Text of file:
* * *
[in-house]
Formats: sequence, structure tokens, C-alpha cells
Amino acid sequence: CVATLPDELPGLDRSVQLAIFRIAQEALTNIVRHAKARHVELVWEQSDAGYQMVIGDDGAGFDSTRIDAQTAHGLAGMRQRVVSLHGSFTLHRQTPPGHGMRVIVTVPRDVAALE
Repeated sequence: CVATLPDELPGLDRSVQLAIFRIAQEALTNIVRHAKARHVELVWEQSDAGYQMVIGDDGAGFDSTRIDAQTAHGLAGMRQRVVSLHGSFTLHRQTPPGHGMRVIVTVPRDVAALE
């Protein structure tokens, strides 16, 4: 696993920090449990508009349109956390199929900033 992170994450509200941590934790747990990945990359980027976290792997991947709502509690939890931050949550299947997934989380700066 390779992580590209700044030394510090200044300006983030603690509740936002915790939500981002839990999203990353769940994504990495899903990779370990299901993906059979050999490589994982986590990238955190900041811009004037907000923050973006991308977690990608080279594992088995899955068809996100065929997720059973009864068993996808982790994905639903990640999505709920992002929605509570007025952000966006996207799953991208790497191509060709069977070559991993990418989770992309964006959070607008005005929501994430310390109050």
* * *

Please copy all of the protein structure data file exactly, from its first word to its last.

[in-house]
Formats: sequence, structure tokens, C-alpha cells
Amino acid sequence: CVATLPDELPGLDRSVQLAIFRIAQEALTNIVRHAKARHVELVWEQSDAGYQMVIGDDGAGFDSTRIDAQTAHGLAGMRQRVVSLHGSFTLHRQTPPGHGMRVIVTVPRDVAALE
Repeated sequence: CVATLPDELPGLDRSVQLAIFRIAQEALTNIVRHAKARHVELVWEQSDAGYQMVIGDDGAGFDSTRIDAQTAHGLAGMRQRVVSLHGSFTLHRQTPPGHGMRVIVTVPRDVAALE
């Protein structure tokens, strides 16, 4: 696993920090449990508009349109956390199929900033 992170994450509200941590934790747990990945990359980027976290792997991947709502509690939890931050949550299947997934989380700066 390779992580590209700044030394510090200044300006983030603690509740936002915790939500981002839990999203990353769940994504990495899903990779370990299901993906059979050999490589994982986590990238955190900041811009004037907000923050973006991308977690990608080279594992088995899955068809996100065929997720059973009864068993996808982790994905639903990640999505709920992002929605509570007025952000966006996207799953991208790497191509060709069977070559991993990418989770992309964006959070607008005005929501994430310390109050």